Nor do Deza's meditations enhance the narrative to any real extent. Reflection in James and Proust—Strether's in The Ambassadors, say, or Marcel's in In Search of Lost Time—isn't a commentary on the story; it is essential to the story. It hugs the plot like the lining of a coat. It exposes character, develops relationships, shapes action. It gives utterance to feeling and direction to choice. It evolves, as the protagonists themselves evolve. But reflection in Your Face Tomorrow rarely does any of those things; it simply sits alone in its study, watching the plot go by.

That is why, despite the much-remarked length of his sentences, Marías's prose is incomparably poorer than that of James or Proust. Their sentences are complicated because of the immense complexity of the life that they are asked to bear. In James it is a social complexity, the elaboration of conduct within a highly ordered set of codes. In Proust it is a complexity of memory, the involutions of sensual and emotional association. James's sentences are as dense with thought as a mathematical proof. Proust's ramify as lushly as a garden. But while Marías's sentences are long, they are hardly complex at all. Their length is built on parataxis, units simply gummed together one after the other, like cars in a freight train, not hypotaxis, units arranged in complex relationships of balance, subordination and support, like the parts of a suspension bridge. His prose is thin because the life it represents is thin—events, emotions, relationships and memories without much texture to speak of.

The heaping up of language, far from enriching Marías's prose, often drains it of meaning altogether:

...sooner or later, everything is told, the interesting and the trivial, the private and the public, the intimate and the superfluous, what should remain hidden and what will one day inevitably be broadcast, sorrows and joys and resentments, certainties and conjectures, the imagined and the factual, persuasions and suspicions, grievances and flattery and plans for revenge, great feats and humiliations, what fills us with pride and what shames us utterly, what appeared to be a secret and what begged to remain so, the normal and the unconfessable and the horrific and the obvious, the substantial—falling in love—and the insignificant—falling in love.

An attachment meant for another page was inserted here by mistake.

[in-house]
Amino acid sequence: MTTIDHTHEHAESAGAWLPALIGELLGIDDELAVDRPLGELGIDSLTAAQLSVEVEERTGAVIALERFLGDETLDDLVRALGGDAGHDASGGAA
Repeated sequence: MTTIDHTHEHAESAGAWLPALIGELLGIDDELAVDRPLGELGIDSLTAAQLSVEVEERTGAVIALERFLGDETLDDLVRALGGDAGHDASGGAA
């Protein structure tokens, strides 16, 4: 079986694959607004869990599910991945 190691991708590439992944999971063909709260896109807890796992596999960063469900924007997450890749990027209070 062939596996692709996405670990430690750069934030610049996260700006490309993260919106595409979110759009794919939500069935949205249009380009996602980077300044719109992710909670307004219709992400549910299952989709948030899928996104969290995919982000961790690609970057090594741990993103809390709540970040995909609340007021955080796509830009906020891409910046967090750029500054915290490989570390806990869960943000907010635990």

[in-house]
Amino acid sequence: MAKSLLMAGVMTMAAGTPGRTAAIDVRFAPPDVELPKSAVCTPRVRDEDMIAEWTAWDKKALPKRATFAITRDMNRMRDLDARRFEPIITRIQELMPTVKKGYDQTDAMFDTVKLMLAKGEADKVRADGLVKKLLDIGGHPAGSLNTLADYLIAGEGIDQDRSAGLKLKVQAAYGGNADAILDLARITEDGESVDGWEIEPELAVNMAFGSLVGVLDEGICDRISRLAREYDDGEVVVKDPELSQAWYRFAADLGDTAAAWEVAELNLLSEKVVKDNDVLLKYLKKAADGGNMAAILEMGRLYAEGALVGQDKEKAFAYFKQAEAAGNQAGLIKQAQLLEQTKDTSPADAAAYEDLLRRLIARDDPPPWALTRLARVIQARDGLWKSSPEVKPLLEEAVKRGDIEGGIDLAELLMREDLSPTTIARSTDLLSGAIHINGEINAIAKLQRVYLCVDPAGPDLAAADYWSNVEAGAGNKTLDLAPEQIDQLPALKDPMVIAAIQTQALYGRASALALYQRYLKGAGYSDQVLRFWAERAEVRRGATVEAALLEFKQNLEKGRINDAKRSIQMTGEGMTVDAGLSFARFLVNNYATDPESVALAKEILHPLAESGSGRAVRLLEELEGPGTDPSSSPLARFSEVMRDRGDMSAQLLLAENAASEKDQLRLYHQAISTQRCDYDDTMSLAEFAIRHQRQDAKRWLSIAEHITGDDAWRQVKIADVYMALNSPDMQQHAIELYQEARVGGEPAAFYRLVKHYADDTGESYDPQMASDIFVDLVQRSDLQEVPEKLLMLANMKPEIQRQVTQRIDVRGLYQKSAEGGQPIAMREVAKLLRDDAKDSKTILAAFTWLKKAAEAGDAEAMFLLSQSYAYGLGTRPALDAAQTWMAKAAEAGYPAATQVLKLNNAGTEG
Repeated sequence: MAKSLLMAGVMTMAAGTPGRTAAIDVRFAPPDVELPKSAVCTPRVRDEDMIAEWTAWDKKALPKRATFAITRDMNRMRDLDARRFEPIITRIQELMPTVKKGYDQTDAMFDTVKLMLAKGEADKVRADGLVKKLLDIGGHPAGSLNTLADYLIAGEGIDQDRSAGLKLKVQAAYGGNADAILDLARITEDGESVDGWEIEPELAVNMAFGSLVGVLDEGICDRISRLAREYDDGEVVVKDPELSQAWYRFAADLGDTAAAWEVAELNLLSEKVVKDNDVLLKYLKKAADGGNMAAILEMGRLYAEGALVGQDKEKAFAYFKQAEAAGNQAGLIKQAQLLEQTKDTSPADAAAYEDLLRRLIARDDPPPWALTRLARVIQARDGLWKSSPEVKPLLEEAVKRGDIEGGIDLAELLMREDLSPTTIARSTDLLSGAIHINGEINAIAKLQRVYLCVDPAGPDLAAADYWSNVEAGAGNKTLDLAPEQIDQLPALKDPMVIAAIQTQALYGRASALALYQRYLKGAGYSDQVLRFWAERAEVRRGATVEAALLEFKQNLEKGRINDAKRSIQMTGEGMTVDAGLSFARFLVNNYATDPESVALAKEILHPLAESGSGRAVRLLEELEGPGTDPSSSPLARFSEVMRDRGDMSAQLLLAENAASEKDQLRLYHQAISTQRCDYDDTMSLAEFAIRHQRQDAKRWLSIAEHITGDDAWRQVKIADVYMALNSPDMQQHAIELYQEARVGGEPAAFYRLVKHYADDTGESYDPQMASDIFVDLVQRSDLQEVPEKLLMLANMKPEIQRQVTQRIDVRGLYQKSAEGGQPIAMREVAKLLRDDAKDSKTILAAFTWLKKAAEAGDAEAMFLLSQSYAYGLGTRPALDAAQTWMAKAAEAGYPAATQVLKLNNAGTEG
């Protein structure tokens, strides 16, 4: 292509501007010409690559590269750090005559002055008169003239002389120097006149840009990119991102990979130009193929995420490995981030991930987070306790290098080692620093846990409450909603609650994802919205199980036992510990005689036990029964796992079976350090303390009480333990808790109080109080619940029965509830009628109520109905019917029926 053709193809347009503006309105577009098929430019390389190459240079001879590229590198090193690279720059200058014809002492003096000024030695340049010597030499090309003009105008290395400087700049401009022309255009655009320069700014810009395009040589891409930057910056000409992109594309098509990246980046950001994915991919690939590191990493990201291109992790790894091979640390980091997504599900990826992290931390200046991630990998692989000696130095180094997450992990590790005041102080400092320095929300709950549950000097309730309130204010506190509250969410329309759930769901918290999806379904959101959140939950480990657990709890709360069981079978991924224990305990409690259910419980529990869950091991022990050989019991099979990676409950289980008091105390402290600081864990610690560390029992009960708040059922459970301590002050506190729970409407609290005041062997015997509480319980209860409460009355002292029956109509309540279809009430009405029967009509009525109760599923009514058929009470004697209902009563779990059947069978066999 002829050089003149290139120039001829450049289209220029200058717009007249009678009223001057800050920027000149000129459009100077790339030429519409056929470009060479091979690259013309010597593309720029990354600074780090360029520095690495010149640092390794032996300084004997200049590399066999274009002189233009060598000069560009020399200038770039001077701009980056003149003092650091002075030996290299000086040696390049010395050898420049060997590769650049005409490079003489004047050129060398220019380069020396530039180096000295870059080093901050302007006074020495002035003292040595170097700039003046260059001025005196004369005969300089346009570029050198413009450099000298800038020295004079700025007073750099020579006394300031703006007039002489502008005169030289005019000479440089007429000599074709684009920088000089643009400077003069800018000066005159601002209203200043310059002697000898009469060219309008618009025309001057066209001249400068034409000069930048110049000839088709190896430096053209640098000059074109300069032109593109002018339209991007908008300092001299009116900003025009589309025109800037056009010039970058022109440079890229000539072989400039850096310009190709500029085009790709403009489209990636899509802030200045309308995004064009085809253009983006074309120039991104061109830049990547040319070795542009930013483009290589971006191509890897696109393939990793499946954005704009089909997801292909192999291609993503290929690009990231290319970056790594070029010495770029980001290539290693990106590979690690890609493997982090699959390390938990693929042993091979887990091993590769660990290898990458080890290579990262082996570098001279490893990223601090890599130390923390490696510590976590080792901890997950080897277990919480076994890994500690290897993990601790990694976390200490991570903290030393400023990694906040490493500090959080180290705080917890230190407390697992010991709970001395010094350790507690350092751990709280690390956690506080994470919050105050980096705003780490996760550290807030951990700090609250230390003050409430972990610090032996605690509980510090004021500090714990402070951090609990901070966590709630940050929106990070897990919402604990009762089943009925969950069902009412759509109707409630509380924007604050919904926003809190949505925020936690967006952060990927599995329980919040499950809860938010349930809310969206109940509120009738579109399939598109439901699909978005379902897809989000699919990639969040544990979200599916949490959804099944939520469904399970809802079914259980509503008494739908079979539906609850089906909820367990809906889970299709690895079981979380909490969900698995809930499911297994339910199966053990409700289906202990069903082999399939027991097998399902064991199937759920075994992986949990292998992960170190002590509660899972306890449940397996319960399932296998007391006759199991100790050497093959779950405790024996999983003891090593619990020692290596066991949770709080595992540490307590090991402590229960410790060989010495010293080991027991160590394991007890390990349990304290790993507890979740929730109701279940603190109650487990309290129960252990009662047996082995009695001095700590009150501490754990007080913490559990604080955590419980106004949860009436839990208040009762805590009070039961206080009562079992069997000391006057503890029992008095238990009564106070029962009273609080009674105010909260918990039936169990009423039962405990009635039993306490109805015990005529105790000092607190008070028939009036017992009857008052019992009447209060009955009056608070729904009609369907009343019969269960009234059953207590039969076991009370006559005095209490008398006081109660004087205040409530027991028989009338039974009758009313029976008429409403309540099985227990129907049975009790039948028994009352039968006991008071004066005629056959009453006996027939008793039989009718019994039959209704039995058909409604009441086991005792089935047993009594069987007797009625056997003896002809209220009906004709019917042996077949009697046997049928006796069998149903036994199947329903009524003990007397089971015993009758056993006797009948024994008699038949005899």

With every creak of this seesaw rhetoric, all the way up to that faux-profound conclusion, the specific words matter less and less. This is a kind of frictionless eloquence that does indeed recall Don Quixote, his inexhaustible orations on chivalric lore. And once again, that Marías is aware of what he's doing, as signaled by any number of self-referential passages ("Get to the point," Tupra tells Deza, "I get lost in your digressions"), is absolutely no excuse.

The ambition of Your Face Tomorrow, like its size, is unmistakably large. The novel consists of three volumes but seven parts, inciting comparison with Proust. This is Marías's epic, and it is the nature of epic that it will sometimes bore us. The Iliad, The Aeneid, The Divine Comedy, Don Quixote, Paradise Lost, The Prelude, Moby-Dick, Ulysses, not to mention the Bible—all of these contain some rather formidable longueurs. Epic aims at plenitude; it wants to incorporate the whole of existence, make the work a mirror of the world. And if you want to be boring, Voltaire said, then say everything. But Marías, whatever he thinks he might be doing, is not trying to say everything; he's only saying a few things, over and over and over again. The novel finally seems a kind of stunt. How much reflection can be balanced on how little action? How little matter can be stretched across how many pages? That Your Face Tomorrow is the work of a gifted writer is abundantly clear; that it is an epic failure is equally certain.